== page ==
The illegal online trade in personal information has soared to record highs with more than 110 million pieces of data bought and sold by criminals so far in 2014, a new analysis from global information services company Experian reveals.
According to the figures from Experian CreditExpert’s web monitoring tool – which monitors the web to help people quickly detect ID theft, loss or disclosure of vital personal and financial information – this is an increase of 40% from last year and 300% on the total amount traded in 2012.
96.5% of the illegally traded data consists of login credentials – username and password combinations – with the remainder mainly card payment details, such as card numbers, expiry dates and three-digit CVV2 security codes from the back of cards.
The findings come despite signs that Britain is becoming increasingly web-savvy. Separate research commissioned by Experian among 2,000 adults has discovered that:
• The average Briton now has 19 different online accounts (27% lower than 2012)
• 25-34 year olds are the most prolific with 28 accounts each (30% lower than 2012)
• Just one in 20 sign up to six or more new online accounts each month, compared to one in five in 2012.
People are also closing down the accounts that they don’t use, leaving less opportunity for criminals to exploit their online identity:
• This year, 18% claim to have inactive social media accounts left open, down from 26% in 2012
• 10% have inactive e-mail accounts open (down from 18%)
• 10% have online retail accounts that are no longer used (21% in 2012).
But despite some improvements, there are still signs of poor online password behaviour:
• 1 in 10 Britons use an average of just seven different passwords to keep their information safe
• One in 20 use the same log in details for all of their online accounts
• 1 in 10 Britons never change their passwords.
Peter Turner, Managing Director at Experian Consumer Services, UK & Ireland said: “These figures underline the importance in us all taking responsibility for our online identities and remaining vigilant in keeping ourselves protected. Password information, not payment details, is one of the most valuable individual items of information for a fraudster. When criminals get hold of password information, either through directly capturing users’ data or buying it from another criminal, they will typically try popular sites to see if they can gain access to the user’s accounts – email accounts in particular.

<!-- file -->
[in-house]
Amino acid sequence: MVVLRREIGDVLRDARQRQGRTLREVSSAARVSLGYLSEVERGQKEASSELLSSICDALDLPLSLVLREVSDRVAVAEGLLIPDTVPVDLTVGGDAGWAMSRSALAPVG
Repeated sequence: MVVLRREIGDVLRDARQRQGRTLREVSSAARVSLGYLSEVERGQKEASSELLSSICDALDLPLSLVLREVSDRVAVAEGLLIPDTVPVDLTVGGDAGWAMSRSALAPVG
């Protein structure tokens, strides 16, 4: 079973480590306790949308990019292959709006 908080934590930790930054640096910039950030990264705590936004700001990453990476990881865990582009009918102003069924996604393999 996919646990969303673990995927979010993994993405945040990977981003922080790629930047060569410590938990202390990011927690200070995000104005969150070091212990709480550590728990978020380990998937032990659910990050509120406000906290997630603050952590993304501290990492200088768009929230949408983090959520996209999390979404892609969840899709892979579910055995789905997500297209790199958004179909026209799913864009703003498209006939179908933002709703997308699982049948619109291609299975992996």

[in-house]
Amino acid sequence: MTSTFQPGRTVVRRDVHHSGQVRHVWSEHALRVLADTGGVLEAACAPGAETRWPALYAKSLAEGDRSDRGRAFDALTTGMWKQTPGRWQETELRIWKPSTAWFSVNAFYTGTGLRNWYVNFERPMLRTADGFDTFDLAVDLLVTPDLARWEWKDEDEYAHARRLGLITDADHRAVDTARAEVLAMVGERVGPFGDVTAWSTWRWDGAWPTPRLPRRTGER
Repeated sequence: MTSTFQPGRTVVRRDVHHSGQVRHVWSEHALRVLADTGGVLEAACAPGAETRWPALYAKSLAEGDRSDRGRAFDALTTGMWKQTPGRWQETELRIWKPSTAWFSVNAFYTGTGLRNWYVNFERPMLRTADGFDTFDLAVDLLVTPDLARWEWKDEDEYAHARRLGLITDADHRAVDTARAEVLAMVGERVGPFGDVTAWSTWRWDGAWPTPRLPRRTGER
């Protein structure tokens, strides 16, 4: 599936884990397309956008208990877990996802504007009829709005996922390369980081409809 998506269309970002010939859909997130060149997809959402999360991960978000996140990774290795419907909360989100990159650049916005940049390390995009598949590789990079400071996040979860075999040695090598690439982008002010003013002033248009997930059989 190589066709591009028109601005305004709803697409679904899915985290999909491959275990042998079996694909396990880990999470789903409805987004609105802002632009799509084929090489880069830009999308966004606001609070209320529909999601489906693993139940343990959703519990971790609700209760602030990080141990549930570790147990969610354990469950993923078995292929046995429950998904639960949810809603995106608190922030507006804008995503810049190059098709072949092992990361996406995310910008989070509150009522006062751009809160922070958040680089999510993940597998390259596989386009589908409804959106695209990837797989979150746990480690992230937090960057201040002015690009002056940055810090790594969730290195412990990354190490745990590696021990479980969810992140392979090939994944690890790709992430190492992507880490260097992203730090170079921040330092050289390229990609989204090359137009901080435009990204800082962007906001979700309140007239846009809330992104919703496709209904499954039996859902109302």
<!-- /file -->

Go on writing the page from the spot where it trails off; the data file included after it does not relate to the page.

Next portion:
“Once access to your email account is gained, fraudsters can lock you out, access your address book and any personal information you’ve sent or received, log in to other accounts, and use it to reset any passwords you may have – pushing you out of your own online life and stealing your identity.”
Six simple steps to stay safe online and protect you from identity fraud:
1. Make your password pass muster: Have a secure and unique password for each online account you have such as financial services, retail services and email. Use a combination of lower and upper case letters as well as numbers and change your passwords on a regular basis.
2. If in doubt, don’t click: Never open emails, links or attachments received from people you don’t know. If an email seems suspicious, contact the relevant organisation and don’t give out personal details. No reputable business will ever ask for confirmation of details by email.
3. Be smart with your smartphone: Be aware of the information stored on your phone that can be accessed without a proper password, including information in emails. Also remember that public networks and open Wi-Fi hotspots are riskier than private networks.
4. Don’t be too sociable: Be sensible about how much information you share on social networks. If you wouldn’t say it in public, don’t say it in social.
5. Keep an eye on your credit: One of the first ways people notice that they are a victim of online ID fraud is when there is a sudden change to their credit report. Keep an eye on this and your bank statement, particularly for small, unexplained transactions which could be a fraudster testing the water.
6. Know where your details go: Trying to gain control over your online identity following a fraudster’s attack can be an endless task. Once your details have been compromised they can be bought and re-sold countless times with dozens of fraudsters using them. Keep track of where your details appear online with services like Experian’s web monitoring tool.
Experian’s web monitoring service, available through Experian CreditExpert, scours the internet for mentions of personal information 24/7, tracking over six million pieces of illegally traded personal information online every month.
It sends users an instant notification if their details appear somewhere new online. This helps ensure they can take immediate steps together with Experian’s Victims of Fraud team to resolve any potential fraudulent activity before it has a negative impact.
People who think they have become victims of identity fraud should notify Action Fraud, contact their bank and check their credit report.